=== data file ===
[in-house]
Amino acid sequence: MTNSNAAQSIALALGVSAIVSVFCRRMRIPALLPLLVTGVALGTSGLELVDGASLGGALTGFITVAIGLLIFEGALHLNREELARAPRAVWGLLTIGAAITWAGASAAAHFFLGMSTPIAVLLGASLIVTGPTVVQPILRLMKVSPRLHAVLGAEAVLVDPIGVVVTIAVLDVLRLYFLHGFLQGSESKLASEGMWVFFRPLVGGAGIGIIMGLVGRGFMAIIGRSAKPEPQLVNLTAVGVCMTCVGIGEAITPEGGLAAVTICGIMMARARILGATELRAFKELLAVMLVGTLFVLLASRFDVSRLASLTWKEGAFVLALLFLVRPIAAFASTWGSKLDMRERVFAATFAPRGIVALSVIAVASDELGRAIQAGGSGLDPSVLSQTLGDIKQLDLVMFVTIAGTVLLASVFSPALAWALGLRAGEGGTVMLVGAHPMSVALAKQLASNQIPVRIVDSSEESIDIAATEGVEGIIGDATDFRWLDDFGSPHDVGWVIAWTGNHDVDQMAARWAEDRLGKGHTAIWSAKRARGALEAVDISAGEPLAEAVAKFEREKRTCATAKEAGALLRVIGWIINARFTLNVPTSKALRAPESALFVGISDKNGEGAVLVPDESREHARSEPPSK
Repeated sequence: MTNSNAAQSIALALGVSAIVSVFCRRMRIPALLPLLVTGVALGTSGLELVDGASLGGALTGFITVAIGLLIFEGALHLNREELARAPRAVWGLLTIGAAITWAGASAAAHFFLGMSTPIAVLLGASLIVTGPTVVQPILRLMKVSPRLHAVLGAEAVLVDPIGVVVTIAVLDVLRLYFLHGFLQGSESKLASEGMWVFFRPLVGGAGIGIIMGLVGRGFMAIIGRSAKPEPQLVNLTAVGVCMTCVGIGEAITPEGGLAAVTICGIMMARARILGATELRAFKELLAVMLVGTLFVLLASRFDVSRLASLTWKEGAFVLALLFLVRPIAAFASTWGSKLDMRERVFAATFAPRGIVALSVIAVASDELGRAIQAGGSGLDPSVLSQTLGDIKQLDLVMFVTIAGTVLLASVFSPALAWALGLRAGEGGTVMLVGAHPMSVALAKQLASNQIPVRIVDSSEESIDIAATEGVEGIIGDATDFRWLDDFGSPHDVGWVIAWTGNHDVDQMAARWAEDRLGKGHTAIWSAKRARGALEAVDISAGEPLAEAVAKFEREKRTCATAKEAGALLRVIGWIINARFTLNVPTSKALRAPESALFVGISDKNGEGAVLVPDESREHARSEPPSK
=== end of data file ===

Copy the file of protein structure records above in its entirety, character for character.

[in-house]
Amino acid sequence: MTNSNAAQSIALALGVSAIVSVFCRRMRIPALLPLLVTGVALGTSGLELVDGASLGGALTGFITVAIGLLIFEGALHLNREELARAPRAVWGLLTIGAAITWAGASAAAHFFLGMSTPIAVLLGASLIVTGPTVVQPILRLMKVSPRLHAVLGAEAVLVDPIGVVVTIAVLDVLRLYFLHGFLQGSESKLASEGMWVFFRPLVGGAGIGIIMGLVGRGFMAIIGRSAKPEPQLVNLTAVGVCMTCVGIGEAITPEGGLAAVTICGIMMARARILGATELRAFKELLAVMLVGTLFVLLASRFDVSRLASLTWKEGAFVLALLFLVRPIAAFASTWGSKLDMRERVFAATFAPRGIVALSVIAVASDELGRAIQAGGSGLDPSVLSQTLGDIKQLDLVMFVTIAGTVLLASVFSPALAWALGLRAGEGGTVMLVGAHPMSVALAKQLASNQIPVRIVDSSEESIDIAATEGVEGIIGDATDFRWLDDFGSPHDVGWVIAWTGNHDVDQMAARWAEDRLGKGHTAIWSAKRARGALEAVDISAGEPLAEAVAKFEREKRTCATAKEAGALLRVIGWIINARFTLNVPTSKALRAPESALFVGISDKNGEGAVLVPDESREHARSEPPSK
Repeated sequence: MTNSNAAQSIALALGVSAIVSVFCRRMRIPALLPLLVTGVALGTSGLELVDGASLGGALTGFITVAIGLLIFEGALHLNREELARAPRAVWGLLTIGAAITWAGASAAAHFFLGMSTPIAVLLGASLIVTGPTVVQPILRLMKVSPRLHAVLGAEAVLVDPIGVVVTIAVLDVLRLYFLHGFLQGSESKLASEGMWVFFRPLVGGAGIGIIMGLVGRGFMAIIGRSAKPEPQLVNLTAVGVCMTCVGIGEAITPEGGLAAVTICGIMMARARILGATELRAFKELLAVMLVGTLFVLLASRFDVSRLASLTWKEGAFVLALLFLVRPIAAFASTWGSKLDMRERVFAATFAPRGIVALSVIAVASDELGRAIQAGGSGLDPSVLSQTLGDIKQLDLVMFVTIAGTVLLASVFSPALAWALGLRAGEGGTVMLVGAHPMSVALAKQLASNQIPVRIVDSSEESIDIAATEGVEGIIGDATDFRWLDDFGSPHDVGWVIAWTGNHDVDQMAARWAEDRLGKGHTAIWSAKRARGALEAVDISAGEPLAEAVAKFEREKRTCATAKEAGALLRVIGWIINARFTLNVPTSKALRAPESALFVGISDKNGEGAVLVPDESREHARSEPPSK